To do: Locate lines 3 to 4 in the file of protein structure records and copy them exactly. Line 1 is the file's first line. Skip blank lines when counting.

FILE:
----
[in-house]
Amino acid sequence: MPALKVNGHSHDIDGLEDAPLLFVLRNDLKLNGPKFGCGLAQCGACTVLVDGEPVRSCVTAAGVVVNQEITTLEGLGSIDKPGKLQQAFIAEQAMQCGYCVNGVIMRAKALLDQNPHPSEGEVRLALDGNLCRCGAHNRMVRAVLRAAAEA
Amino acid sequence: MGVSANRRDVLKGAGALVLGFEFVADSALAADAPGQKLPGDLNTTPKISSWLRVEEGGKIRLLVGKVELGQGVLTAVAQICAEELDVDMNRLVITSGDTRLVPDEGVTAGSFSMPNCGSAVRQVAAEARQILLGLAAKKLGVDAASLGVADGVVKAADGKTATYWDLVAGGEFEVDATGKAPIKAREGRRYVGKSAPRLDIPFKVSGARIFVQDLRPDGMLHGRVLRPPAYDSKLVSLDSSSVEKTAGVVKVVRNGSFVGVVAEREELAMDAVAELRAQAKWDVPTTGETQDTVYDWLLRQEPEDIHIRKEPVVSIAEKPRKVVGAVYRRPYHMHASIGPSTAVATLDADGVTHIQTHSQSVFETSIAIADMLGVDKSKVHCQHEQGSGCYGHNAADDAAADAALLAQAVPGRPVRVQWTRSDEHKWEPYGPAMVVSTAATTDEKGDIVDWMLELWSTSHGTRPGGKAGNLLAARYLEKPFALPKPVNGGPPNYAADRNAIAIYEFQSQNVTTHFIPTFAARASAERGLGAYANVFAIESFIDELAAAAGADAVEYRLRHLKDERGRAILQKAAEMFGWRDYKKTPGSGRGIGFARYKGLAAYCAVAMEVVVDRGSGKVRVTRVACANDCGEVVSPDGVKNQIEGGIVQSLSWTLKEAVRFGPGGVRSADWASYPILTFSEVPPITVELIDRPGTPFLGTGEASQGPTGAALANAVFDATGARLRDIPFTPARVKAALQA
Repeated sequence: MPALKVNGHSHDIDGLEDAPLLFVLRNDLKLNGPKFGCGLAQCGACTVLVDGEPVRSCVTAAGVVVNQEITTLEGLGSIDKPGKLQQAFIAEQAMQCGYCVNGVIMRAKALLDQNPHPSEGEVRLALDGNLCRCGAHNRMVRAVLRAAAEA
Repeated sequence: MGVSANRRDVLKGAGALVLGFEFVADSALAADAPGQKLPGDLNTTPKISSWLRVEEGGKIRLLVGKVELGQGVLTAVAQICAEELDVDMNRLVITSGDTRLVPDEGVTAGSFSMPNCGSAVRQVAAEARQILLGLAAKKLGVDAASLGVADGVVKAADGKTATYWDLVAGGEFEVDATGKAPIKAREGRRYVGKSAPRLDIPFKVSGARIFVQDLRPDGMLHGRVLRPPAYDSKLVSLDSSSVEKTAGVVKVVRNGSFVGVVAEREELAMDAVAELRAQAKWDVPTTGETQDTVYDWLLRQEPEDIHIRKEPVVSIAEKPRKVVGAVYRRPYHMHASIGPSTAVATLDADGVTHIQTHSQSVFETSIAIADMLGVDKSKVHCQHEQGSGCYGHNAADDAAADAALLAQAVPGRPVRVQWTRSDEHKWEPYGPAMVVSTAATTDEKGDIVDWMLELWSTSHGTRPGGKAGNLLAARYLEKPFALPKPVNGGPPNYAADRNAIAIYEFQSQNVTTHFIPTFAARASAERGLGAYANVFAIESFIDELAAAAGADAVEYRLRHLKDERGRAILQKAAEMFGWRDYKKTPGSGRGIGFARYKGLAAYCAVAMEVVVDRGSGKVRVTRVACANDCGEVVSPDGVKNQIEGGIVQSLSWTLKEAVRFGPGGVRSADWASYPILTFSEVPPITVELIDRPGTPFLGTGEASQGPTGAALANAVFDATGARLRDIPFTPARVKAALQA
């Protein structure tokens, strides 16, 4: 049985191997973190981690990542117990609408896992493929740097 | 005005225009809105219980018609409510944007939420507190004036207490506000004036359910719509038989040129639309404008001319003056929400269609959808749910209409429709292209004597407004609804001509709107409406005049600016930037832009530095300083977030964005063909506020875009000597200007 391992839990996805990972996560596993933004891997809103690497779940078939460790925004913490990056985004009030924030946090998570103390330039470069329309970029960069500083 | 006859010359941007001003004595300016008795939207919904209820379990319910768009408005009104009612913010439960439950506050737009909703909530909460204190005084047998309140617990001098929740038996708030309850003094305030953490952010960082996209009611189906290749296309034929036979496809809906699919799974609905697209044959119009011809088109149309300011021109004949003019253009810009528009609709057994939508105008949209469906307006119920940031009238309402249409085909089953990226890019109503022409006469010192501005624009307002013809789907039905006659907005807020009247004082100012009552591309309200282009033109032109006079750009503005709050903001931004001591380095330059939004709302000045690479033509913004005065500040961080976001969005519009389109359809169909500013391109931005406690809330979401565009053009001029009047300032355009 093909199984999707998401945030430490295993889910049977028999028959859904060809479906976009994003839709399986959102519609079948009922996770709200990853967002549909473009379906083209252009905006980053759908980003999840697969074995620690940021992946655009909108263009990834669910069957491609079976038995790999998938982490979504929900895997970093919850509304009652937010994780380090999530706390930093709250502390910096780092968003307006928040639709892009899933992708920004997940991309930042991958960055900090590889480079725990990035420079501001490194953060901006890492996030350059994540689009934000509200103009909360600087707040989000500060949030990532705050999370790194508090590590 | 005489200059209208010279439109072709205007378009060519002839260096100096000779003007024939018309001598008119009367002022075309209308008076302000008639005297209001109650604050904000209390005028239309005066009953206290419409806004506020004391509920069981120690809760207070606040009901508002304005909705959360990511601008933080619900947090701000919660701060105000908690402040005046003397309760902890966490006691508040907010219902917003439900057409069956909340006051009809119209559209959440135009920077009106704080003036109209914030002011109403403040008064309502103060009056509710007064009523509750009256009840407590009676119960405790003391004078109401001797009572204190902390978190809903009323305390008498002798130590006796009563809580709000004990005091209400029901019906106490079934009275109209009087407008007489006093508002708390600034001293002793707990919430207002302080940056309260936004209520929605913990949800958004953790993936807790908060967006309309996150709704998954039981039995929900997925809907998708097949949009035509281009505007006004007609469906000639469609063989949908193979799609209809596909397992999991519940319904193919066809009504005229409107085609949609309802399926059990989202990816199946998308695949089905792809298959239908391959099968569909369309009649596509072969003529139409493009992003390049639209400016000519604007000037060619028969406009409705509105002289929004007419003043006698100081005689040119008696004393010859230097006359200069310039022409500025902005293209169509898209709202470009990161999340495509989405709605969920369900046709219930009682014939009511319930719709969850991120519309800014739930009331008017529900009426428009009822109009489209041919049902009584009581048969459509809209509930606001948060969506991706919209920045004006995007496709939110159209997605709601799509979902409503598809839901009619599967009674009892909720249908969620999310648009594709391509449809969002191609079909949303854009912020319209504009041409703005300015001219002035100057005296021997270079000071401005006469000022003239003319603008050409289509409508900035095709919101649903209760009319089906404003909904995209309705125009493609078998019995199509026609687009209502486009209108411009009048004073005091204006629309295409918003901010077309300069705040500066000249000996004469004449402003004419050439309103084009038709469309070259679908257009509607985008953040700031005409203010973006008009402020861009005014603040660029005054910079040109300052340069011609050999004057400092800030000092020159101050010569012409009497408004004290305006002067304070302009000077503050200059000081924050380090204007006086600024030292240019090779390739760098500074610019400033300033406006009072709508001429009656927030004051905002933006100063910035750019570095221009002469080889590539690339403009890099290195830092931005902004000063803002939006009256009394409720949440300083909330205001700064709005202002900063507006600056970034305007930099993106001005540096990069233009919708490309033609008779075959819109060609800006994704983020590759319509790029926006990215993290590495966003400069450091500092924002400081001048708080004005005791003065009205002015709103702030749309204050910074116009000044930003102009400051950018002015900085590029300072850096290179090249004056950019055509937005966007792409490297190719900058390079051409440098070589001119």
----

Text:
Amino acid sequence: MGVSANRRDVLKGAGALVLGFEFVADSALAADAPGQKLPGDLNTTPKISSWLRVEEGGKIRLLVGKVELGQGVLTAVAQICAEELDVDMNRLVITSGDTRLVPDEGVTAGSFSMPNCGSAVRQVAAEARQILLGLAAKKLGVDAASLGVADGVVKAADGKTATYWDLVAGGEFEVDATGKAPIKAREGRRYVGKSAPRLDIPFKVSGARIFVQDLRPDGMLHGRVLRPPAYDSKLVSLDSSSVEKTAGVVKVVRNGSFVGVVAEREELAMDAVAELRAQAKWDVPTTGETQDTVYDWLLRQEPEDIHIRKEPVVSIAEKPRKVVGAVYRRPYHMHASIGPSTAVATLDADGVTHIQTHSQSVFETSIAIADMLGVDKSKVHCQHEQGSGCYGHNAADDAAADAALLAQAVPGRPVRVQWTRSDEHKWEPYGPAMVVSTAATTDEKGDIVDWMLELWSTSHGTRPGGKAGNLLAARYLEKPFALPKPVNGGPPNYAADRNAIAIYEFQSQNVTTHFIPTFAARASAERGLGAYANVFAIESFIDELAAAAGADAVEYRLRHLKDERGRAILQKAAEMFGWRDYKKTPGSGRGIGFARYKGLAAYCAVAMEVVVDRGSGKVRVTRVACANDCGEVVSPDGVKNQIEGGIVQSLSWTLKEAVRFGPGGVRSADWASYPILTFSEVPPITVELIDRPGTPFLGTGEASQGPTGAALANAVFDATGARLRDIPFTPARVKAALQA
Repeated sequence: MPALKVNGHSHDIDGLEDAPLLFVLRNDLKLNGPKFGCGLAQCGACTVLVDGEPVRSCVTAAGVVVNQEITTLEGLGSIDKPGKLQQAFIAEQAMQCGYCVNGVIMRAKALLDQNPHPSEGEVRLALDGNLCRCGAHNRMVRAVLRAAAEA